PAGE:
NicolasTrangez: On this page and subsections I'd like to dump some ideas on OPluginManager's goals and architecture. This is very work-in-progress. Please comment on it if you want features/dislike current solutions/... I really need input :-)

What is it

OPluginManager is a library in the Onion namespace to allow developers to add plugin functionality to their programs easily, and provide a consistent plugin management interface to user.

Current situation

Every project using plugins got its own code to load these, has its own User Interface to allow the user to enable/disable plugins, etc. This involves a lot of code duplication, and lacks a common user interface. For plugin developers it can also be hard to learn all different ways different projects want plugins to be written (ie what functions to export etc). Next to this, most projects only support C plugins.

What OPluginManager should bring

Simply put, these are the goals:

  • Have one common way for developers to load all valid plugins from a directory/directories, get some data out of them, and use them.
  • Provide one simple way to write plugins.
  • Allow writing plugins in (at least) Python and C#. Other languages would be nice too, but I don't know eg Perl very well. I am not sure this goal is possible to achieve though.
    • Writing plugins in Python should be possible. I played a little with Python/C calling (thanks to the Epiphany guys for providing some sample code), and this could even fit in the current plugin design.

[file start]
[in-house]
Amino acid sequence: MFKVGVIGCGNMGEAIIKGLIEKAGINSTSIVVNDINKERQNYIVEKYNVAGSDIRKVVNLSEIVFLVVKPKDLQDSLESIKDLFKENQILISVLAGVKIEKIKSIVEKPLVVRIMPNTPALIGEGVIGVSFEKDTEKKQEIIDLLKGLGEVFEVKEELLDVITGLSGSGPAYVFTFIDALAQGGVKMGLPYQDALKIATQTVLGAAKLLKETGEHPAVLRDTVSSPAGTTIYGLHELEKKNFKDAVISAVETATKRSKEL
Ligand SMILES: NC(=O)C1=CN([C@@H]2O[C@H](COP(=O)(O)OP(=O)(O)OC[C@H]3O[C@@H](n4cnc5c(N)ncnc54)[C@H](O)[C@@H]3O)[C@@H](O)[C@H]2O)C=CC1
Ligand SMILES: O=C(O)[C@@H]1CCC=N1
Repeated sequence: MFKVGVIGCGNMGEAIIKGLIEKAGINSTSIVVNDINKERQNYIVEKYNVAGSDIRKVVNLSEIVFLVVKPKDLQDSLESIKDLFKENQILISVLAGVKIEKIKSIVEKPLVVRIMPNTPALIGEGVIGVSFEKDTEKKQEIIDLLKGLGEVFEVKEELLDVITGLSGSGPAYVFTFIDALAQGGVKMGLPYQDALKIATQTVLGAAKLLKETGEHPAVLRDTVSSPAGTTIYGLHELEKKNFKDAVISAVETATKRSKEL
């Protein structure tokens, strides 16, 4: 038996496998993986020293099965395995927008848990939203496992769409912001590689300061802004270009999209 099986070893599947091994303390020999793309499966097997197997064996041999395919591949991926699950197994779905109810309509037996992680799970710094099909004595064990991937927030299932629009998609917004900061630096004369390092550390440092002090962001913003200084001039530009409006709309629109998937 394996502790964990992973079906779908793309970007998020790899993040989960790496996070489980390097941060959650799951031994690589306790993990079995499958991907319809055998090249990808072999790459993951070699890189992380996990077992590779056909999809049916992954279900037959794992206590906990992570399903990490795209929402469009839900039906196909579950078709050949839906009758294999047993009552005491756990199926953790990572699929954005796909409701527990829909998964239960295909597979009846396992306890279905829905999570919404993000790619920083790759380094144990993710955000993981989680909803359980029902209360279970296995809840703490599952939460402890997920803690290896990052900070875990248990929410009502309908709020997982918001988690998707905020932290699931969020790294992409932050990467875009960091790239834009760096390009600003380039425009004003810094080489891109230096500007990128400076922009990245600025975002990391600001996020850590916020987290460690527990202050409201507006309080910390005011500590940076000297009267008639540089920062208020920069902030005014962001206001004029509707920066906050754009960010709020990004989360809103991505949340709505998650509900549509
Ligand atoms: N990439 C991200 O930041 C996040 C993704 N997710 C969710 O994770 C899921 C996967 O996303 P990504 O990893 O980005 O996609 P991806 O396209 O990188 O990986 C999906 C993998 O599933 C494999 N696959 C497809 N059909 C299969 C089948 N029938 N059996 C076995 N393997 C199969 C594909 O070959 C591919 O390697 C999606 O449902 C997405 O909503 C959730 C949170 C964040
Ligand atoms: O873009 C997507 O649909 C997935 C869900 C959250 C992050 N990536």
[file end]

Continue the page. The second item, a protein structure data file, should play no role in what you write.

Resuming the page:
• Python plugin support is in CVS now, more information here.

    • CLI PInvoke is very flexible, so this should not bring too much trouble either.
  • Have one common user interface for enabling/disabling plugins.

What this is not

I had a little discussion on this with some people in #gnome-hackers yesterday. It looks like I should explicitly say this is not an attempt to unify all possible plugin systems, as obviously all plugin based apps got other requirements (think "vtables"). This is only a unified plugin loader infrastructure.

What it is based on

As most Gnome projects, this one will be mostly based on glib, and on GTK for the UI part. Plugins will essentially be based on gmodules.

Implementation details

I'll try to draw a diagram on this ASAP (exams now so it'll take a while). All possible plugins should have the same structure (the OPluginManager part, not the internal data, of course), whether they're written in C, Python or some other language. After playing around with Python/C interop, this should be possible, nearly trivial.

Modules should export a function (with a fixed name and prototype) which returns a structure with some common fields. These are the fields I got now.

Here's a sample plugin implementation.

This is a sample Python plugin.

Current work

You can find current code in Gnome CVS (help, how to wikify a CVS directory?), including some test cases as samples (Take a look in the tests directory to get a pretty decent overview of how things fir together). It should be working quite well, currently adding new functionality.

This is what's working now (could become outdated):

  • Loading and using native (C) plugins
  • Loading and using Python plugins (not 100% done)

What should be done:

  • PluginManagerUI, so the user can enable/disable plugins
  • Store which plugins are enabled/disabled, and be able to load only enabled plugins.
    • Anyone got an idea on what's the best way to store this? Should OPluginManager store it itself, or should it create a string (XML document), and give that to the client app so it can store it the way it wants to? I think that's the best option as projects like Gaim could benefit from OPluginManager, but are not using GConf.

Attic/OpluginManager (last edited 2013-11-23 01:37:25 by WilliamJonMcCann)